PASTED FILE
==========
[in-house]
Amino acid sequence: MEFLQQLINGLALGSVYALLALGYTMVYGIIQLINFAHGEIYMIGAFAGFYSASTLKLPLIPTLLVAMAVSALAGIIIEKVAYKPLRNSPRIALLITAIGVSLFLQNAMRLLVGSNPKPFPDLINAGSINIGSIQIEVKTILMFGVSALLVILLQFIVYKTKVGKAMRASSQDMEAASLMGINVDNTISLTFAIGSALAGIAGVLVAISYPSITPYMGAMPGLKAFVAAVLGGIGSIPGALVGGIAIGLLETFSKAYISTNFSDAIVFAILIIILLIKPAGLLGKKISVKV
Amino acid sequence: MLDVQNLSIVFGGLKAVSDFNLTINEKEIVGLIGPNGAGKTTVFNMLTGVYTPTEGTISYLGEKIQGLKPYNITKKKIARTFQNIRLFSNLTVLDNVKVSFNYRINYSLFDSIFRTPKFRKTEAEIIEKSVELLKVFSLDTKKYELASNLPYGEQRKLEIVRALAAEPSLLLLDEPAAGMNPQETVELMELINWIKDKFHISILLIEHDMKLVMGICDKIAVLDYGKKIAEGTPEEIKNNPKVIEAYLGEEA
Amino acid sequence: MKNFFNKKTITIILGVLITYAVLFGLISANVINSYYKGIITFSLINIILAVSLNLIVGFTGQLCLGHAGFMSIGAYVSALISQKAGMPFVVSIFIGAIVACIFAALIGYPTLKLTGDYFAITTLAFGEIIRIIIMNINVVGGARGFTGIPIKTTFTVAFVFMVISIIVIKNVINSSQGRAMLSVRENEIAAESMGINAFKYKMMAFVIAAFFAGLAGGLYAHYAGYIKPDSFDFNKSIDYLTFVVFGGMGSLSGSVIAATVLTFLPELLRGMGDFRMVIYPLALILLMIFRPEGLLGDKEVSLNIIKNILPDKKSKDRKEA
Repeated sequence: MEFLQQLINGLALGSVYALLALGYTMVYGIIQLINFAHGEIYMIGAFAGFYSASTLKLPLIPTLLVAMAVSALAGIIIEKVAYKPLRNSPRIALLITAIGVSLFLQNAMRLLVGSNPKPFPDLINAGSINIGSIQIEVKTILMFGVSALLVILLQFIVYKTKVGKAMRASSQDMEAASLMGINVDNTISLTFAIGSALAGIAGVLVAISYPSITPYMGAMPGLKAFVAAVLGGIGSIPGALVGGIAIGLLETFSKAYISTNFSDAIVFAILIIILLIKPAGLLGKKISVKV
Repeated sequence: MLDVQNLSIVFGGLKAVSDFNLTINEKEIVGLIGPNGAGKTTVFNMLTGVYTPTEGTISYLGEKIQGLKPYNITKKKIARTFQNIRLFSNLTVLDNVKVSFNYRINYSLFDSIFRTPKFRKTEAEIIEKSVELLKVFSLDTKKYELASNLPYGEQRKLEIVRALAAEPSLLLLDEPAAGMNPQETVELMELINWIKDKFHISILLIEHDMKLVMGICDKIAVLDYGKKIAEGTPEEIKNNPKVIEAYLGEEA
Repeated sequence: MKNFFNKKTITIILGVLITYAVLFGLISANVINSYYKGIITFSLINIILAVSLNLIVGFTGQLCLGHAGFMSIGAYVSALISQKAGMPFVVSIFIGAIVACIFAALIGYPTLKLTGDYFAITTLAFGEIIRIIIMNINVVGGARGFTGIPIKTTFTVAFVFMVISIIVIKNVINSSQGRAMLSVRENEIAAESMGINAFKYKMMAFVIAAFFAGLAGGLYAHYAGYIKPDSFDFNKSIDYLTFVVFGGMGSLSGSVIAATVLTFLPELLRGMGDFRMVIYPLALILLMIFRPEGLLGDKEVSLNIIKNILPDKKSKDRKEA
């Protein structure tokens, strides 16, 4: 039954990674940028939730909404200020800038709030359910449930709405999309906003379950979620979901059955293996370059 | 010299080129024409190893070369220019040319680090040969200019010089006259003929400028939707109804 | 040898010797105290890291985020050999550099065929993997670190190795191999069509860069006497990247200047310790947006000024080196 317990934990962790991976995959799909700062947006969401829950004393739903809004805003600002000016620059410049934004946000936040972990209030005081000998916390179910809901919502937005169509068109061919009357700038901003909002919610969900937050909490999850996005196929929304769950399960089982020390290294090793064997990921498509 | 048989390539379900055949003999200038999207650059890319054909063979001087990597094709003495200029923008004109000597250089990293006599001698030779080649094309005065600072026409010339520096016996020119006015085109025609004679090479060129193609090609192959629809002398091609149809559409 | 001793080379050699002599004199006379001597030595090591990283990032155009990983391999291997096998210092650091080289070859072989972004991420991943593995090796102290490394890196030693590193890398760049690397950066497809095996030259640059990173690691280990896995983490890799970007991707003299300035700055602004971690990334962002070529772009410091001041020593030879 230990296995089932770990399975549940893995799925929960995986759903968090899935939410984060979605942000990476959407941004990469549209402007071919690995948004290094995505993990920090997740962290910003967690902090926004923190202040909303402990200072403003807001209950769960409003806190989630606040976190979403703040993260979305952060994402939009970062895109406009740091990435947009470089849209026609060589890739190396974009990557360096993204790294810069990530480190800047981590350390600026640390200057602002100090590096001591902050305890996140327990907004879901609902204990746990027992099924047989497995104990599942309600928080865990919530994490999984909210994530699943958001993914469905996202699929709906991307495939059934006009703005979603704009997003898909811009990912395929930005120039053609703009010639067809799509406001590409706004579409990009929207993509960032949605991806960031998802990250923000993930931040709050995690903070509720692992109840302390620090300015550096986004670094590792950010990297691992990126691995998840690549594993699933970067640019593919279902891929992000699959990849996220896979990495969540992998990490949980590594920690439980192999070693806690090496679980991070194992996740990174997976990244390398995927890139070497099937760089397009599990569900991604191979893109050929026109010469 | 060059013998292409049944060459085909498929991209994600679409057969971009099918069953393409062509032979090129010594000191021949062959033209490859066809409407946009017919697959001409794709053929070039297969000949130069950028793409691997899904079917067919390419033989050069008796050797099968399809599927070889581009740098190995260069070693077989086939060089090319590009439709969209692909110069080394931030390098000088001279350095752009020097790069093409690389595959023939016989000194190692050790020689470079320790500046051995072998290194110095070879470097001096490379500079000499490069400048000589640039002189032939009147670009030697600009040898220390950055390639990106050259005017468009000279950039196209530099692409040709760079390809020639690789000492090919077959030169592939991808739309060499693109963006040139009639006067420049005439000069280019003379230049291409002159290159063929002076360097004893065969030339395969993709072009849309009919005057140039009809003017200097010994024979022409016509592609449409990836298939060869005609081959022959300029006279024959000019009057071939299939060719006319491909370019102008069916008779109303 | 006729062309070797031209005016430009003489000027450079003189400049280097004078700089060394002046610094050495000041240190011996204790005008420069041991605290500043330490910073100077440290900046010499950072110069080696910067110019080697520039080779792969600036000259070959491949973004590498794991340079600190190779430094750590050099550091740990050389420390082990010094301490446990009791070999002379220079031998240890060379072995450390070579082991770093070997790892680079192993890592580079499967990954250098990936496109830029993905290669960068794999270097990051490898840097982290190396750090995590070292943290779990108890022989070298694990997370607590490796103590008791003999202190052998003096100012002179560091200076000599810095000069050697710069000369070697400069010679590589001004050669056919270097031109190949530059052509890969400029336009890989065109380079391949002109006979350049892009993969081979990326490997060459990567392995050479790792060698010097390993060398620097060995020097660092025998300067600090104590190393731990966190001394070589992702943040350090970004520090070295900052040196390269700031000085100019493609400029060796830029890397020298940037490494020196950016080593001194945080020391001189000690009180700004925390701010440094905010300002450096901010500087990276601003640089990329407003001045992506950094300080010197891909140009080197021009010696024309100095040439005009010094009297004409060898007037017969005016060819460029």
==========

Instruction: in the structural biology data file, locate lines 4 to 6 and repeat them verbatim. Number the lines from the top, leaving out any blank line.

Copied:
Amino acid sequence: MKNFFNKKTITIILGVLITYAVLFGLISANVINSYYKGIITFSLINIILAVSLNLIVGFTGQLCLGHAGFMSIGAYVSALISQKAGMPFVVSIFIGAIVACIFAALIGYPTLKLTGDYFAITTLAFGEIIRIIIMNINVVGGARGFTGIPIKTTFTVAFVFMVISIIVIKNVINSSQGRAMLSVRENEIAAESMGINAFKYKMMAFVIAAFFAGLAGGLYAHYAGYIKPDSFDFNKSIDYLTFVVFGGMGSLSGSVIAATVLTFLPELLRGMGDFRMVIYPLALILLMIFRPEGLLGDKEVSLNIIKNILPDKKSKDRKEA
Repeated sequence: MEFLQQLINGLALGSVYALLALGYTMVYGIIQLINFAHGEIYMIGAFAGFYSASTLKLPLIPTLLVAMAVSALAGIIIEKVAYKPLRNSPRIALLITAIGVSLFLQNAMRLLVGSNPKPFPDLINAGSINIGSIQIEVKTILMFGVSALLVILLQFIVYKTKVGKAMRASSQDMEAASLMGINVDNTISLTFAIGSALAGIAGVLVAISYPSITPYMGAMPGLKAFVAAVLGGIGSIPGALVGGIAIGLLETFSKAYISTNFSDAIVFAILIIILLIKPAGLLGKKISVKV
Repeated sequence: MLDVQNLSIVFGGLKAVSDFNLTINEKEIVGLIGPNGAGKTTVFNMLTGVYTPTEGTISYLGEKIQGLKPYNITKKKIARTFQNIRLFSNLTVLDNVKVSFNYRINYSLFDSIFRTPKFRKTEAEIIEKSVELLKVFSLDTKKYELASNLPYGEQRKLEIVRALAAEPSLLLLDEPAAGMNPQETVELMELINWIKDKFHISILLIEHDMKLVMGICDKIAVLDYGKKIAEGTPEEIKNNPKVIEAYLGEEA